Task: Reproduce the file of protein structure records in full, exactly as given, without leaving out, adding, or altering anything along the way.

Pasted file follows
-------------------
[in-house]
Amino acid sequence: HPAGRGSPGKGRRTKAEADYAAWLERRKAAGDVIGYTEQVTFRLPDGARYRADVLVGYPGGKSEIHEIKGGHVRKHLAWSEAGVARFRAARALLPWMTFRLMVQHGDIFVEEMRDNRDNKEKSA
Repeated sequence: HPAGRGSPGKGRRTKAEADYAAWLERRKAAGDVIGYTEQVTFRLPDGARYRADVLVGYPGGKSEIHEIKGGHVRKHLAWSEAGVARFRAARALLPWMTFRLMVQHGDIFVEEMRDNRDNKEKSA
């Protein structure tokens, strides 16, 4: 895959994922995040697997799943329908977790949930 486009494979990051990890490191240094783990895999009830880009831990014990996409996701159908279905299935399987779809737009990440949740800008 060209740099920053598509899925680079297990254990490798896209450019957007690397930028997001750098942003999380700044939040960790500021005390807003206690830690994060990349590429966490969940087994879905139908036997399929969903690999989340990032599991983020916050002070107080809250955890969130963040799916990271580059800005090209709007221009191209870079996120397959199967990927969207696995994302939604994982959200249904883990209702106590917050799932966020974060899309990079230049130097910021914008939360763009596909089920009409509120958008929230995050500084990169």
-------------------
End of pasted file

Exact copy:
[in-house]
Amino acid sequence: HPAGRGSPGKGRRTKAEADYAAWLERRKAAGDVIGYTEQVTFRLPDGARYRADVLVGYPGGKSEIHEIKGGHVRKHLAWSEAGVARFRAARALLPWMTFRLMVQHGDIFVEEMRDNRDNKEKSA
Repeated sequence: HPAGRGSPGKGRRTKAEADYAAWLERRKAAGDVIGYTEQVTFRLPDGARYRADVLVGYPGGKSEIHEIKGGHVRKHLAWSEAGVARFRAARALLPWMTFRLMVQHGDIFVEEMRDNRDNKEKSA
């Protein structure tokens, strides 16, 4: 895959994922995040697997799943329908977790949930 486009494979990051990890490191240094783990895999009830880009831990014990996409996701159908279905299935399987779809737009990440949740800008 060209740099920053598509899925680079297990254990490798896209450019957007690397930028997001750098942003999380700044939040960790500021005390807003206690830690994060990349590429966490969940087994879905139908036997399929969903690999989340990032599991983020916050002070107080809250955890969130963040799916990271580059800005090209709007221009191209870079996120397959199967990927969207696995994302939604994982959200249904883990209702106590917050799932966020974060899309990079230049130097910021914008939360763009596909089920009409509120958008929230995050500084990169």